When Melinda writes Andy as a guy to avoid on the bathroom wall, it becomes clustered with responses that agree with Mel and talk about how horrible Andy is. Making it better is that it comes right after Rachel refused to believe her about Andy being a rapist.
David and Ivy's genuine and unquestioning acceptance of Melinda, a social outcast and supposed 'freak'. Especially in Ivy's case, as we know she was at the party. If nothing else, it's nice to know that not all teens have to be monsters.
Melinda's somewhat distant-seeming parents buying her drawing pencils and a sketchbook for Christmas, because they notice she's drawing a lot.
In the movie, when Melinda writes the truth for Rachael, the latter expresses genuine shock and concern for her, despite that they are ex-friends. Sure it backfires when she doesn't believe who raped Melinda, but in that moment, she was pretty caring for someone who drifted apart from Melinda.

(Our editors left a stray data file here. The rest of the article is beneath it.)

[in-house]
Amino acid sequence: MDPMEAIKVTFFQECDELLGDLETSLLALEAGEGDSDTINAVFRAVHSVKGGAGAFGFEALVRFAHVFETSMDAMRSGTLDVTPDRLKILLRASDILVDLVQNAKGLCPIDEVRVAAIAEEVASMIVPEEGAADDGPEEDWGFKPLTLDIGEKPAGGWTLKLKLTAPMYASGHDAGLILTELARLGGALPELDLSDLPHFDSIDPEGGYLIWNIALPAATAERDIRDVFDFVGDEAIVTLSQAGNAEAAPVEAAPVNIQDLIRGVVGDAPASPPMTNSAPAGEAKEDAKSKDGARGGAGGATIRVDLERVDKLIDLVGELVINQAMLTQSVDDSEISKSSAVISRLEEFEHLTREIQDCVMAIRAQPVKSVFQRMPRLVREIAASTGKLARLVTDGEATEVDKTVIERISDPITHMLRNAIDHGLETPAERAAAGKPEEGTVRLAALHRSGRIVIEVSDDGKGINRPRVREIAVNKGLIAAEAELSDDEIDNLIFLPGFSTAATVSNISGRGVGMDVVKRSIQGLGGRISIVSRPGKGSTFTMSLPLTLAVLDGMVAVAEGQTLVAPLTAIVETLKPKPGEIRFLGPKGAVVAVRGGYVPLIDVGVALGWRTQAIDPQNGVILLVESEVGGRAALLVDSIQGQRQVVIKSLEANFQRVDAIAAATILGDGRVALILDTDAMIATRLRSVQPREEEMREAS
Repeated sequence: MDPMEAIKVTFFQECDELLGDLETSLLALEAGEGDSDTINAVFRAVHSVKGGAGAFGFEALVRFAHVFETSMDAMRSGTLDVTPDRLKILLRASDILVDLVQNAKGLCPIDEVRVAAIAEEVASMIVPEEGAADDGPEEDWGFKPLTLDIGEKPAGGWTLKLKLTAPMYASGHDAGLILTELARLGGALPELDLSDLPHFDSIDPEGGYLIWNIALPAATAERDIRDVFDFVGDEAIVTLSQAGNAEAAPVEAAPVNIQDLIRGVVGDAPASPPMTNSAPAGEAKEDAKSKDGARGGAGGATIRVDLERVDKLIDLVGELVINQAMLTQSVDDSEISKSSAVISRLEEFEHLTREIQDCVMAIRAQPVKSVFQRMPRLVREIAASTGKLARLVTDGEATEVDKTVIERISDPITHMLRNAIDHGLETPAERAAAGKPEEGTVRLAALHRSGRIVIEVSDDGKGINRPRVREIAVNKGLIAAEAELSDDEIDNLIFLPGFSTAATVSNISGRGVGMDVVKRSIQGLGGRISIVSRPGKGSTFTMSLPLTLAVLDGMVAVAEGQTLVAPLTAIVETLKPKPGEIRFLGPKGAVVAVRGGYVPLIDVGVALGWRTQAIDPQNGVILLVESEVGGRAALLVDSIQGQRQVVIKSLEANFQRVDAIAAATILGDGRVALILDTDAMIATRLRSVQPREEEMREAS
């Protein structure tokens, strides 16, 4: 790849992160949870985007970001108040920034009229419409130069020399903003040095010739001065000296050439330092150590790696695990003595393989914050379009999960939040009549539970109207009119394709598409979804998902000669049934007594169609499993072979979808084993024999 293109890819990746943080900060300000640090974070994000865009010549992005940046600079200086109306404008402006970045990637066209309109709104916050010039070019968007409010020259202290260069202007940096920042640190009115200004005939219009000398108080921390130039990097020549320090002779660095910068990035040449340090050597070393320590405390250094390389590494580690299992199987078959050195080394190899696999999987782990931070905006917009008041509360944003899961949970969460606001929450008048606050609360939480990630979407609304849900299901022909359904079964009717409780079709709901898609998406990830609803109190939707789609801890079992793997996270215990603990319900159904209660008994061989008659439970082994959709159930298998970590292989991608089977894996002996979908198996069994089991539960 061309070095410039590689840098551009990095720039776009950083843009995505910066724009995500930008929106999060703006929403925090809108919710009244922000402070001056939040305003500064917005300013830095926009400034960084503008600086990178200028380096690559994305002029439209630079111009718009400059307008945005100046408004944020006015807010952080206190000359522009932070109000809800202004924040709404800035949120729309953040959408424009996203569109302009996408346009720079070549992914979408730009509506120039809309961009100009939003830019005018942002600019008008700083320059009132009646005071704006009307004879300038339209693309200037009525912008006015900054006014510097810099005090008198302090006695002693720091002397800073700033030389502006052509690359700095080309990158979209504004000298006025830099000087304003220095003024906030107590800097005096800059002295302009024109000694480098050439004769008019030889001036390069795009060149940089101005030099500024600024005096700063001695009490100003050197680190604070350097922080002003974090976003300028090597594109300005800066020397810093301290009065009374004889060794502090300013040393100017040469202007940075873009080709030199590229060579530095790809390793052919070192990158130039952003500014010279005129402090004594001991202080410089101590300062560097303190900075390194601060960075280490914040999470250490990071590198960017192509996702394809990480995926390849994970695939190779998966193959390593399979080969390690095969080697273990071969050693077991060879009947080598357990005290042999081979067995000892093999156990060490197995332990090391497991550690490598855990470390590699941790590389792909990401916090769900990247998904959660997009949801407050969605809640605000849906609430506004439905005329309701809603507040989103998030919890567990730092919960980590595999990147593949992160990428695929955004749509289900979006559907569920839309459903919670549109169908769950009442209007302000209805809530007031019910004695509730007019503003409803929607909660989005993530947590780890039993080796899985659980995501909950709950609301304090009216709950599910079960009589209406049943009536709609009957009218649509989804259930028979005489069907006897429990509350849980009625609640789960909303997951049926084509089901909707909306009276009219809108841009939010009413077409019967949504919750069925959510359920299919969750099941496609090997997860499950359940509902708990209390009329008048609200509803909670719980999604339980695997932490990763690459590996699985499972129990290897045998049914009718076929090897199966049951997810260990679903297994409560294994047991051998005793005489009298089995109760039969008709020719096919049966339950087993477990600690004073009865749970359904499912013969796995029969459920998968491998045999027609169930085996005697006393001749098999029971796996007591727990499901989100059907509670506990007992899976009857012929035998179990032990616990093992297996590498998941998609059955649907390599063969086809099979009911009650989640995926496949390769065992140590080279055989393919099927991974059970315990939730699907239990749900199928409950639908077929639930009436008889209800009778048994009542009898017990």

The ending of the book, where Melinda starts to really open up to other people and tell them about what happened, describing it as feeling like the last shards of ice in her throat had melted. In the book, the person she opens up to is Mr. Freeman, the only teacher who seemed genuinely concerned about her and encouraged her. In the movie? It was her mother, who was shown to be concerned for Melinda at several points in the story, especially when she woke her up from her nightmare about Andy raping her.